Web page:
He added: “The assumptions of 2010 that we were always going to be part of a US coalition is really just not where we are going to be.”
The comments came after Boris Johnson’s government distanced itself from the attack last week, with the UK Foreign Secretary Dominic Raab labelling it a “dangerous escalation,” which risked a conflict in which “terrorists would be the only winners.”
With the Iran crisis ongoing, the UK is now openly threatening to tear up its longstanding defence partnership with the United States.
The US ‘withdraws from its leadership’ of the world under Trump
UK Defence Secretary Ben Wallace told the Sunday Times that the UK was increasingly looking for alternative international allies,
“Over the last year we’ve had the US pullout from Syria, the statement by Donald Trump on Iraq where he said Nato should take over and do more in the Middle East,” Wallace said.
“The assumptions of 2010 that we were always going to be part of a US coalition is really just not where we are going to be.”
Wallace said the UK would need to reduce its dependence on US military assets.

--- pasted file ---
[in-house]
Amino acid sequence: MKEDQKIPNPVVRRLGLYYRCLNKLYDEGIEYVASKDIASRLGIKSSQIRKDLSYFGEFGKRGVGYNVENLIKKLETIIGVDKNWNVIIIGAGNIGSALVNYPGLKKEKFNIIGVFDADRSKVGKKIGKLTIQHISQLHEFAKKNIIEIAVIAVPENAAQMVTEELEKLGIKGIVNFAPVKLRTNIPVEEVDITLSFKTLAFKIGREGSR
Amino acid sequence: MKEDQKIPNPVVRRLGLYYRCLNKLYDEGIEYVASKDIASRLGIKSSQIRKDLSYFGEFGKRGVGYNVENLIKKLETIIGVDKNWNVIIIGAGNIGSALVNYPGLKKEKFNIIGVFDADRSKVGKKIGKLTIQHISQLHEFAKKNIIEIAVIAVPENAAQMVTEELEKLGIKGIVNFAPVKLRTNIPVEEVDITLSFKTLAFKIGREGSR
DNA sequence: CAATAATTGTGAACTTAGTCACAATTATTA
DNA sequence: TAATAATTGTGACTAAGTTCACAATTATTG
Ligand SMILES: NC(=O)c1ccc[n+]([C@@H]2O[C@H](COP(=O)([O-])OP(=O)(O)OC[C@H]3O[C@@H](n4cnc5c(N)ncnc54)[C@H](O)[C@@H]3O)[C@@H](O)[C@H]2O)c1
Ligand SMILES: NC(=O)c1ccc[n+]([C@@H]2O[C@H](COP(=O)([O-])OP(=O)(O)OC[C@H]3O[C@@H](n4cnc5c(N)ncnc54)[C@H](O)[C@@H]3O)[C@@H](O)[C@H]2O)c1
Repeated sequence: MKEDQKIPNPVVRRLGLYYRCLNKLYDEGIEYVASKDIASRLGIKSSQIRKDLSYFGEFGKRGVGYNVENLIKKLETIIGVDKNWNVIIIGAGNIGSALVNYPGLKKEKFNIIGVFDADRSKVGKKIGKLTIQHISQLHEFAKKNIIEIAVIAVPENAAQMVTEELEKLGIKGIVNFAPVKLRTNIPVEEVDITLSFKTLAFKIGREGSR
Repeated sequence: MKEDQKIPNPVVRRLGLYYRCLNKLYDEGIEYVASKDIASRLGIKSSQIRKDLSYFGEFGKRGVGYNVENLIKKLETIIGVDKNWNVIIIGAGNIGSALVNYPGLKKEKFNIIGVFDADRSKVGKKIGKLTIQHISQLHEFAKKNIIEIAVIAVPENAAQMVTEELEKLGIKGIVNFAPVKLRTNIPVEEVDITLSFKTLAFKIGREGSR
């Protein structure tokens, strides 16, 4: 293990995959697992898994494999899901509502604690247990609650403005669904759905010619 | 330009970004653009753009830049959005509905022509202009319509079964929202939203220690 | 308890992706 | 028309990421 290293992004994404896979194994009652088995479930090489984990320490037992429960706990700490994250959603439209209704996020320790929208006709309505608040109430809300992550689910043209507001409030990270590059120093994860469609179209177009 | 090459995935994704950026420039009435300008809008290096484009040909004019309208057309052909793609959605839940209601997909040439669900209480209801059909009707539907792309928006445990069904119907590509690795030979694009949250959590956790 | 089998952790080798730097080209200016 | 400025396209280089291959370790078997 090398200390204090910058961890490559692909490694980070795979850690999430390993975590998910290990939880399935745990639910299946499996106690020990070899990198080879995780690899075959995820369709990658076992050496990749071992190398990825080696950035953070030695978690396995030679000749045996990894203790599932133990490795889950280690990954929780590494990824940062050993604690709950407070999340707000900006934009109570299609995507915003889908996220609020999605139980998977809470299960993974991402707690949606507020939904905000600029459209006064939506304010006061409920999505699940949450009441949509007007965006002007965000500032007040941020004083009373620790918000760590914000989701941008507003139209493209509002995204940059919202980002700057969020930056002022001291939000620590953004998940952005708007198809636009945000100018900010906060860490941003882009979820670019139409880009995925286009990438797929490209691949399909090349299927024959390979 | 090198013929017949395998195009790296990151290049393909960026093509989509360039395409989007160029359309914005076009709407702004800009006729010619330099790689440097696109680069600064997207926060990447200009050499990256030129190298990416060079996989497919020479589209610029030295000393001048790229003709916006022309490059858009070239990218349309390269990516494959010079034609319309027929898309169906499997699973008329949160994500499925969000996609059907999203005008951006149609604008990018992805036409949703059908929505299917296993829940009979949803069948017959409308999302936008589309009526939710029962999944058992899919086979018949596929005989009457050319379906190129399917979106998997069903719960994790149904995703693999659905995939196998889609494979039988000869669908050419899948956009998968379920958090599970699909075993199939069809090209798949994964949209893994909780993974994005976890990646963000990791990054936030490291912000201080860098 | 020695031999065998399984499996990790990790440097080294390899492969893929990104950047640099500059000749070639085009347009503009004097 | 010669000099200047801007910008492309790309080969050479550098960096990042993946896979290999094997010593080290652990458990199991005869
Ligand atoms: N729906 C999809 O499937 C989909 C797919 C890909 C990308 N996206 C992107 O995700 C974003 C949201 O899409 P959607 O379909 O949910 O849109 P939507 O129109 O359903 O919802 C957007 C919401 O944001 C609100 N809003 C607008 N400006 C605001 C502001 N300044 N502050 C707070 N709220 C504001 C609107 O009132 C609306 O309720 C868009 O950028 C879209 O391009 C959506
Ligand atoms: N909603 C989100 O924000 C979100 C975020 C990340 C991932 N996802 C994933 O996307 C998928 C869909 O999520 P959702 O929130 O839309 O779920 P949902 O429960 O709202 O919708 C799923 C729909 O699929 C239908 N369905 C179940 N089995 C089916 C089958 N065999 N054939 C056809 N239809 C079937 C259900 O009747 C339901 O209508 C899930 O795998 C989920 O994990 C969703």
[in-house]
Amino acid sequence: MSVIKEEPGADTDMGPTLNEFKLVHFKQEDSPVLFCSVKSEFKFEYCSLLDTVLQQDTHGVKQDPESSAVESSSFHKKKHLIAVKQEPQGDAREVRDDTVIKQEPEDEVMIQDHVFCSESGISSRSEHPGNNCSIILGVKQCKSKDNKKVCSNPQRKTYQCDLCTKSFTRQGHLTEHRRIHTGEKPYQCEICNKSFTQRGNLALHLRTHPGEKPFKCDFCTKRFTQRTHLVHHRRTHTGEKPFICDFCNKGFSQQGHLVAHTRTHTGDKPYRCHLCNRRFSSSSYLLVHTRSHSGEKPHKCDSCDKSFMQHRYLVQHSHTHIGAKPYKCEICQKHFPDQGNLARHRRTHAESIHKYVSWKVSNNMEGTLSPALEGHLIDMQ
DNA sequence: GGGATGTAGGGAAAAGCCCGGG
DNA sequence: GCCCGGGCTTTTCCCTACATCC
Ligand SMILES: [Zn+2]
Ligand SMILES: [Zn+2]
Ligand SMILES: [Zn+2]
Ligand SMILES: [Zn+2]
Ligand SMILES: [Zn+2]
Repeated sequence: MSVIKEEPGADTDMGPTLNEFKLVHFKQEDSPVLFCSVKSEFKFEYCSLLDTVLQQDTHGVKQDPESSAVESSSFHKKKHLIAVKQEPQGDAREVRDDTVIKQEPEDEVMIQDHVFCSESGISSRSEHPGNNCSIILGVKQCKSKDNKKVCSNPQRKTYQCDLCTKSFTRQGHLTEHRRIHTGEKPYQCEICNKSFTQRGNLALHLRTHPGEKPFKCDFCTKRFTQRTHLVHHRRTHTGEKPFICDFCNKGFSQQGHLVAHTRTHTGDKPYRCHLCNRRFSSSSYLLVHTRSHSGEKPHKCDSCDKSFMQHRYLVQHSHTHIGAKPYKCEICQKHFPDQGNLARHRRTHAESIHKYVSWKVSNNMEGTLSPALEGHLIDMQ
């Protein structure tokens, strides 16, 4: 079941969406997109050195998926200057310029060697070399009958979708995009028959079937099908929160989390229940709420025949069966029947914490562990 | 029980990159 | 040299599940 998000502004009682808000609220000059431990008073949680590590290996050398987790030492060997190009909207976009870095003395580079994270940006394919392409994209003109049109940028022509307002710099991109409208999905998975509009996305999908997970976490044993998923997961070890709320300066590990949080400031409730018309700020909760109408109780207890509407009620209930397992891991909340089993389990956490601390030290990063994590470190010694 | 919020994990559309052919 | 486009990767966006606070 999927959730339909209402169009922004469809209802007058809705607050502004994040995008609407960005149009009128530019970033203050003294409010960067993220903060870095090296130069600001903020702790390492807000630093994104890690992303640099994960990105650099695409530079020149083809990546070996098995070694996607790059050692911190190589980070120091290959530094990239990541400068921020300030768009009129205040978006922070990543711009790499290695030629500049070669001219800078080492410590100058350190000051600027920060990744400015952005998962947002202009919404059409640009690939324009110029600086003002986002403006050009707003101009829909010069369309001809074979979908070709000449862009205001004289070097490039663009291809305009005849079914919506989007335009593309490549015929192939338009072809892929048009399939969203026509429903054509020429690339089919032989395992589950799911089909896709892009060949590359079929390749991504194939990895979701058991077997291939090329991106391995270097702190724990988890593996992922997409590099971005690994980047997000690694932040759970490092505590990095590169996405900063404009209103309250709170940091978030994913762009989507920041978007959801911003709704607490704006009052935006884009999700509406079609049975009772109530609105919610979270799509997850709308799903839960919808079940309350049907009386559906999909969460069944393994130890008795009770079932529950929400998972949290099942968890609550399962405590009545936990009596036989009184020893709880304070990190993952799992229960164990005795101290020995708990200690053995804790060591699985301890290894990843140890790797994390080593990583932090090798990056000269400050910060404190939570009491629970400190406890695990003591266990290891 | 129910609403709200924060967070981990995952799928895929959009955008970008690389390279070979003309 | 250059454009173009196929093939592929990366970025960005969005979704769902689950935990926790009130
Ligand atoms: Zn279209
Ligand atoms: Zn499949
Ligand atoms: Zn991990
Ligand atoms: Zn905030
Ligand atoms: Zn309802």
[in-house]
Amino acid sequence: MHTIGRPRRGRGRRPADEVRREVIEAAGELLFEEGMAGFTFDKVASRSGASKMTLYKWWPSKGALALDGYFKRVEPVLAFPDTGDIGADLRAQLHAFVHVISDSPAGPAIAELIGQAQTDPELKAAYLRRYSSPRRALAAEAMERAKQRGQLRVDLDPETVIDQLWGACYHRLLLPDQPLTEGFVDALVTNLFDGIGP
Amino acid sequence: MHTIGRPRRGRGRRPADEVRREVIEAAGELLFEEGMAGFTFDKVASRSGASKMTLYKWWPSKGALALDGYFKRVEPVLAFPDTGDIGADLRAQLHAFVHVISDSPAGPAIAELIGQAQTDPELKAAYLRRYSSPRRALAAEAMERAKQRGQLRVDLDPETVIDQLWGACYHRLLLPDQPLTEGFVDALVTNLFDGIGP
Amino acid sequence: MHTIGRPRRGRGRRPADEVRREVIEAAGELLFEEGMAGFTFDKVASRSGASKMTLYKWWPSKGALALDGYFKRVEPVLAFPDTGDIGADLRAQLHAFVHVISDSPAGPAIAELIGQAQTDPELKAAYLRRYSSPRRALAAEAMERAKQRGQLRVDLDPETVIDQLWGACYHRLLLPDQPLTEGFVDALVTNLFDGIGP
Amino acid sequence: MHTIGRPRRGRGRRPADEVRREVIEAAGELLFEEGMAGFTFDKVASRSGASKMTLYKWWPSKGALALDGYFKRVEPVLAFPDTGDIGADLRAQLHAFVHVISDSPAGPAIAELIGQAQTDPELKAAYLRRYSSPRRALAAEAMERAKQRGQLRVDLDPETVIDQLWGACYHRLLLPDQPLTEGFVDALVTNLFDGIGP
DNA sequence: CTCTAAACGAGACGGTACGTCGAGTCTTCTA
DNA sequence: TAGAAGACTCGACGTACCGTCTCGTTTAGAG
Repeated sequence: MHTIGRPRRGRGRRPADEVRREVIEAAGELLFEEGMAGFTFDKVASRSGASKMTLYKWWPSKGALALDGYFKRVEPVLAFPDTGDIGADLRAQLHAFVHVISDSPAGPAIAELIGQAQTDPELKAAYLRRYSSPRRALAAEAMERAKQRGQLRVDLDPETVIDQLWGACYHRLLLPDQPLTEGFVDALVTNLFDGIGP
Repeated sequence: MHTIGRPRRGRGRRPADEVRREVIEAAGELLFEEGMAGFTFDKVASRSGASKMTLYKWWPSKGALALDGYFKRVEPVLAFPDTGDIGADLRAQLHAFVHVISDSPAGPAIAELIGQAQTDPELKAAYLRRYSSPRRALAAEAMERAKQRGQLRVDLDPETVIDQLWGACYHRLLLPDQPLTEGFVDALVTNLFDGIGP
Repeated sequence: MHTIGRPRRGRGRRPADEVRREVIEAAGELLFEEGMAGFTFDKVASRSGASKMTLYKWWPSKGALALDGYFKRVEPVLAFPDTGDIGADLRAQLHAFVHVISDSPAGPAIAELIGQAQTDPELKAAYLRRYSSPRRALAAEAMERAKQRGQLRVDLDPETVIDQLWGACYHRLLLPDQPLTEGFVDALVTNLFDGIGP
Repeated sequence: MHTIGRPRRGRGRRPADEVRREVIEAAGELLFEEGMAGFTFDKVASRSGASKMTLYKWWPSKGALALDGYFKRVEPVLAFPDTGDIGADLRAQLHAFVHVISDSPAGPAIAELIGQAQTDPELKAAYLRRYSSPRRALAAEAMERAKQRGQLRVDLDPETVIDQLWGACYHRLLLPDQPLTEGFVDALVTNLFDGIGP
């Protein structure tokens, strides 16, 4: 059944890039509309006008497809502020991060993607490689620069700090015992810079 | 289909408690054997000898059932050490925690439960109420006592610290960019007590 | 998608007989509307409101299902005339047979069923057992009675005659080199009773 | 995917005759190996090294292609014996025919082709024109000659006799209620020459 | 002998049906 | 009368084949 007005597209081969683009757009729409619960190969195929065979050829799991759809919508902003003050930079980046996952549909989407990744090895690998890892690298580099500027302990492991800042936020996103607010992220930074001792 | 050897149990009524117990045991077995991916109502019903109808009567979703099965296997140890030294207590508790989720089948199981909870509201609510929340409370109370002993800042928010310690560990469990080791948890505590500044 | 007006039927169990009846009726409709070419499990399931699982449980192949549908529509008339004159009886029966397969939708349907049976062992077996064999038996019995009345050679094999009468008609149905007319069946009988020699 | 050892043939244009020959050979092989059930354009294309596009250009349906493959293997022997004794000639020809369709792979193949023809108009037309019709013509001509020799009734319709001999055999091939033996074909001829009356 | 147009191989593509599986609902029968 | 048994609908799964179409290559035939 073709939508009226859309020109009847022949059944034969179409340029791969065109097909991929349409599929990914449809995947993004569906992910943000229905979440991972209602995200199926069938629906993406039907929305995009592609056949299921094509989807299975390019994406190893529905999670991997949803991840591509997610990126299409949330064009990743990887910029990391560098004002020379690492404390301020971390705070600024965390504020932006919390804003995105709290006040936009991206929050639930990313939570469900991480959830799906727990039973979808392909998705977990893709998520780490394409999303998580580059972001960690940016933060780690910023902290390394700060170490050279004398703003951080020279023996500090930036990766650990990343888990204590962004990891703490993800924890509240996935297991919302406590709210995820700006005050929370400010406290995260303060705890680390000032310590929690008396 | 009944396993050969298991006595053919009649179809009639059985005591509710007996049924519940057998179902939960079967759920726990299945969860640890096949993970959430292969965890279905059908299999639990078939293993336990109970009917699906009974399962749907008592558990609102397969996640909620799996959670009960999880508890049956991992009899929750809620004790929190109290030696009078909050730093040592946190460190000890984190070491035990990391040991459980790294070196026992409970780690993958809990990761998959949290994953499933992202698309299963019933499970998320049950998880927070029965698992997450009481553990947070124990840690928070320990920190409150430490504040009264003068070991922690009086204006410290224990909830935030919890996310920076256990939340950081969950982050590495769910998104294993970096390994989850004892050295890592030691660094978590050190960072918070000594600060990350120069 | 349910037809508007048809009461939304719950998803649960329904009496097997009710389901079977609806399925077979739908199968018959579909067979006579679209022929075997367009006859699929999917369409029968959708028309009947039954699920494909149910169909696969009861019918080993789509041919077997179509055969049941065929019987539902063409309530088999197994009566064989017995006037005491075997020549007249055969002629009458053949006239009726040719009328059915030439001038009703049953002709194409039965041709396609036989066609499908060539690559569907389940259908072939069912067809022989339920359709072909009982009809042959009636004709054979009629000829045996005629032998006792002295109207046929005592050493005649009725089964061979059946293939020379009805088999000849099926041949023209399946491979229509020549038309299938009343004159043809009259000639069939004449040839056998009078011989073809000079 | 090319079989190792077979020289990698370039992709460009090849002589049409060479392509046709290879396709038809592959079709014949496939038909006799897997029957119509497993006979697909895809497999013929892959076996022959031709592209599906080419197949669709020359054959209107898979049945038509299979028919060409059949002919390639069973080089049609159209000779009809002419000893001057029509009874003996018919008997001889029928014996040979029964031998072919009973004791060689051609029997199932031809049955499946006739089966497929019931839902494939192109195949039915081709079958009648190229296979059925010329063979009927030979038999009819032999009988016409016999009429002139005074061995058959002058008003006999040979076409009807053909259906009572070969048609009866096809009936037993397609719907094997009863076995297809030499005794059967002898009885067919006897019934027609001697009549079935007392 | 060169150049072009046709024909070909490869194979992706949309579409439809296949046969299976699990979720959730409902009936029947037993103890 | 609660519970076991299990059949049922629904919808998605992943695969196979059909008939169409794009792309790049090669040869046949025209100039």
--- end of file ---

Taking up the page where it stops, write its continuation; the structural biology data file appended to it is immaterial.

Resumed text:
“We are very dependent on American air cover and American intelligence, surveillance and reconnaissance assets. We need to diversify our assets.”
Wallace told the paper that the UK would increasingly need to turn to other allies that more closely share the UK’s interests.
“Regardless of what the US does… we are going to have to make decisions that allow us to stand with a range of allies, the Five Eyes [intelligence partnership with America, Canada, Australia and New Zealand] and our European allies where our interests converge,” he said.
Trump is threatening to cut intelligence ties with the UK
Wallace also revealed that the Trump administration had threatened to cut off its intelligence sharing partnership with the UK, if Johnson’s government pursued its plan to allow the Chinese telecoms company Huawei a role in Britain’s 5G network.
“They have repeatedly said that. They have been clear about that,” he told the paper.
“President Trump, the national security adviser. The defence secretary said it personally to me directly when we met at Nato. It’s not a secret. They have been consistent. Those things will be taken into account when the government collectively decides to make a decision on it.”
He added: “Friends and enemies that are independent make you choose.”